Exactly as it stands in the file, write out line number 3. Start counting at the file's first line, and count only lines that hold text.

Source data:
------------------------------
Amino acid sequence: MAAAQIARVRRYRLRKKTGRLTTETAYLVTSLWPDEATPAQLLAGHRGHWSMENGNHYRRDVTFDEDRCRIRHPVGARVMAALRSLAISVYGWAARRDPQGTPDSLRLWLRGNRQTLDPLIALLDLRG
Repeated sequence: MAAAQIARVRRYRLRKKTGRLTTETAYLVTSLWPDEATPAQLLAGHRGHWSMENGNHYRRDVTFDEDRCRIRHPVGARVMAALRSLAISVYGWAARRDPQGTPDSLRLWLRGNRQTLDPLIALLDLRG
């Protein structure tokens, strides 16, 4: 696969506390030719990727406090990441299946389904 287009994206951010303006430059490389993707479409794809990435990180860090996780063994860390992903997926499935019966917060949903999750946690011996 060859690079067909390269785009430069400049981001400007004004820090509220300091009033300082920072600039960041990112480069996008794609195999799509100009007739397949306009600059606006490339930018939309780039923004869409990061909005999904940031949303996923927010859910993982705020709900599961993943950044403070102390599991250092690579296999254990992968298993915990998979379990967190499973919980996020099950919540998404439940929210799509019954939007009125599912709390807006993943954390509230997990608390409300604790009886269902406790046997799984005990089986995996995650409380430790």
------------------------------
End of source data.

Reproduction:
């Protein structure tokens, strides 16, 4: 696969506390030719990727406090990441299946389904 287009994206951010303006430059490389993707479409794809990435990180860090996780063994860390992903997926499935019966917060949903999750946690011996 060859690079067909390269785009430069400049981001400007004004820090509220300091009033300082920072600039960041990112480069996008794609195999799509100009007739397949306009600059606006490339930018939309780039923004869409990061909005999904940031949303996923927010859910993982705020709900599961993943950044403070102390599991250092690579296999254990992968298993915990998979379990967190499973919980996020099950919540998404439940929210799509019954939007009125599912709390807006993943954390509230997990608390409300604790009886269902406790046997799984005990089986995996995650409380430790």